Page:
The majority of the Canadian war dead from August 19, 1942, are buried at Dieppe Canadian War Cemetery at Hautot-sur-Mer. This cemetery is unique: the wartime German layout, with its doubled headstones, was retained by the Commonwealth War Graves Commission after the war. The image shows the cemetery in early September 1944, after the area was liberated from enemy control, and depicts units of the 2nd Canadian Infantry Division, the division that had been decimated in the Dieppe Raid, holding a ceremony to commemorate their fallen comrades.

Library and Archives Canada sources about the Raid on Dieppe

Library and Archives Canada (LAC) holds many records relating to the Raid on Dieppe. In addition to photos from the Department of National Defence and other private collections, there are war diaries from army units that participated, including the Essex Scottish, Royal Regiment of Canada, Royal Hamilton Light Infantry, 14th Army Tank Battalion (Calgary Regiment), Les Fusiliers Mont-Royal, South Saskatchewan Regiment and Queen’s Own Cameron Highlanders of Canada. LAC also holds the records of all personnel in the Canadian Armed Forces from the Second World War, including all those who died while serving.

One interesting and little-known visual record of Dieppe is a small collection of photos acquired from an unusual source. The widowed Mrs. Delabarre, a resident of Le Havre, France, kept a handful of photos of Dieppe that her employer had given her. These images show abandoned equipment, and preparations for burying Canadian soldiers. For the 25th anniversary commemorations in 1967, she decided to donate the photos to help tell the story of Dieppe to Canadians. Mrs. Delabarre sent them to a Canadian Army representative, Major-General Roger Rowley, who entrusted them to the care of the Department of National Defence’s Directorate of History. Years later, they were transferred to the National Archives. These images in LAC’s collection, two of which appear below, offer a unique alternative to photos taken by the German Army to document the failure of the operation.

The first photo shows “Buttercup,” a Mk. 3 Churchill tank with B Squadron, 14th Army Tank Regiment (Calgary Regiment), abandoned on the beach.

A black-and-white photograph of disabled or abandoned tanks on the beach at Dieppe. One tank has “Buttercup” painted on its side, among other recognition markings.

Abandoned Churchill tanks including “Buttercup” on the beach at Dieppe, August 1942 (MIKAN 4969643)

Some of the Delabarre photos, like those taken by German Army photographers, include graphic images of dead Canadian soldiers on the beach, under the seawall and in the stranded vessels. The images can be difficult to look at, but they are important archival records of the event. For instance, this second photo documents a little-known aspect of the aftermath of the Raid on Dieppe. Instead of showing German military personnel inspecting derelict vehicles and landing craft, and viewing wounded and dead Allied soldiers, the photo shows teams of civilians moving and preparing bodies for burial, and they are performing this grim task in the confines of an assault landing craft.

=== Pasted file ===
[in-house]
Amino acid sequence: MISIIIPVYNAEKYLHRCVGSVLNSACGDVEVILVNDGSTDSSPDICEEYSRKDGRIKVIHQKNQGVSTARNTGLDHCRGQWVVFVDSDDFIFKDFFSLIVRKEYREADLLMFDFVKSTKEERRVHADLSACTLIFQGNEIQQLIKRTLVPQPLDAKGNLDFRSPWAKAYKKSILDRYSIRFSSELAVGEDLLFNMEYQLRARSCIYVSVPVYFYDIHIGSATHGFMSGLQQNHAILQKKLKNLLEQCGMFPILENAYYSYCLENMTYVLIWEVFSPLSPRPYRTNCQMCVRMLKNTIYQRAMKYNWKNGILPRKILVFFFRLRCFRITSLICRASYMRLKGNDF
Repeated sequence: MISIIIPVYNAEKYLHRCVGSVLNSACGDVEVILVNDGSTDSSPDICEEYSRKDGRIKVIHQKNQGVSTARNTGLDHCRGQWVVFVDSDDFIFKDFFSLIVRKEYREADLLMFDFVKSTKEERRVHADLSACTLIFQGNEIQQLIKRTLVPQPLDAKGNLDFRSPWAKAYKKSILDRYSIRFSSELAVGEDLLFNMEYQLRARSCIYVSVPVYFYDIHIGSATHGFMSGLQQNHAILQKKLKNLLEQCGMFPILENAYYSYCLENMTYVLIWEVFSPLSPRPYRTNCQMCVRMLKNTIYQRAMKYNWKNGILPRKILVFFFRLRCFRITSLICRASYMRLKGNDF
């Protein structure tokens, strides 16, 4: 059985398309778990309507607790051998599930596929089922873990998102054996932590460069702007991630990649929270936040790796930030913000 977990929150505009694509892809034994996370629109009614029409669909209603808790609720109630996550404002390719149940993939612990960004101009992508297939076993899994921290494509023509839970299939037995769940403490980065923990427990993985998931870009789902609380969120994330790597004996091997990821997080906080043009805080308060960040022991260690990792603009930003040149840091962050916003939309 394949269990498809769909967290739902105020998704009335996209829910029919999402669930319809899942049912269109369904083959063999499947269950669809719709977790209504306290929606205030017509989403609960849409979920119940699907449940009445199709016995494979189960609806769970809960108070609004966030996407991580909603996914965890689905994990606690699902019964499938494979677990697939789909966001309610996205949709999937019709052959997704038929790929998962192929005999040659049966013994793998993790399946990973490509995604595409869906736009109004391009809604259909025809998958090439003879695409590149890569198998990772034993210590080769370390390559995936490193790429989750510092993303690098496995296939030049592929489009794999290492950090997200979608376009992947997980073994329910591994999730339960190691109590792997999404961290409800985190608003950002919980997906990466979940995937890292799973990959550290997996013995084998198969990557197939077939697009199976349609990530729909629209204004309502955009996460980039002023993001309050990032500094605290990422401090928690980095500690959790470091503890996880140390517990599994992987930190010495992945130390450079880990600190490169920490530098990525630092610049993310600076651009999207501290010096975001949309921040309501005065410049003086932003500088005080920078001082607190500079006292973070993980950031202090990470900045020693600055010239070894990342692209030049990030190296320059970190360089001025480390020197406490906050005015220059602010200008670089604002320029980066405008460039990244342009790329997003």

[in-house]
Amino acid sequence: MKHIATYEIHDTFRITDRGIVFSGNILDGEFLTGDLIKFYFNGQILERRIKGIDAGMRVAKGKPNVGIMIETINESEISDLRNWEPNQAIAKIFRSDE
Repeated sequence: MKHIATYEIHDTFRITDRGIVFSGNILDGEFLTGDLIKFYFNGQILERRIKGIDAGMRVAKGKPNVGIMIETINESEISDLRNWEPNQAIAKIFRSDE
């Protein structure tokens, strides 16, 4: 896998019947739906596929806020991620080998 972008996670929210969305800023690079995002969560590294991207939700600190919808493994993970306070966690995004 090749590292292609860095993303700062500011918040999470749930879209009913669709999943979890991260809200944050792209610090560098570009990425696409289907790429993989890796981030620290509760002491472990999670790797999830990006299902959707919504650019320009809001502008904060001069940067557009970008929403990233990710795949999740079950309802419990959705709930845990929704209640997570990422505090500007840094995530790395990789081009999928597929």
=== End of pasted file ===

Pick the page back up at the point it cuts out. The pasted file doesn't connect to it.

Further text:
A black-and-white photograph of civilians working amid deceased soldiers in a beached landing craft.

Civilians recover the bodies of soldiers killed in the Dieppe Raid and prepare them for burial (MIKAN 4969646)


Alex Comber is a Military Archivist in the Government Archives Division at Library and Archives Canada.

75th Anniversary of the Women’s Royal Canadian Naval Service

By Laura Brown

Seventy-five years ago today marks the creation of the Women’s Royal Canadian Naval Service (WRCNS). Established on July 31, 1942, the WRCNS was the last of the three services to open its doors to women during the Second World War—the Royal Canadian Air Force Women’s Division (RCAF-WD) and the Canadian Women’s Army Corps (CWAC), having been created a year before. Those serving with the WRCNS were commonly called “Wrens,” the nickname used by their British counterparts, who were members of the Women’s Royal Naval Service (WRNS).

The women who joined the navy in Canada did so with the expectation that they would not serve on ships; rather, they carried out duties on shore so that more men could serve at sea. The need for women to staff positions on land became particularly important with the increased casualties that came with the Battle of the Atlantic. The first class of Wrens consisted of only 67 members, but by the end of the war, nearly 7,000 women had enlisted with the WRCNS.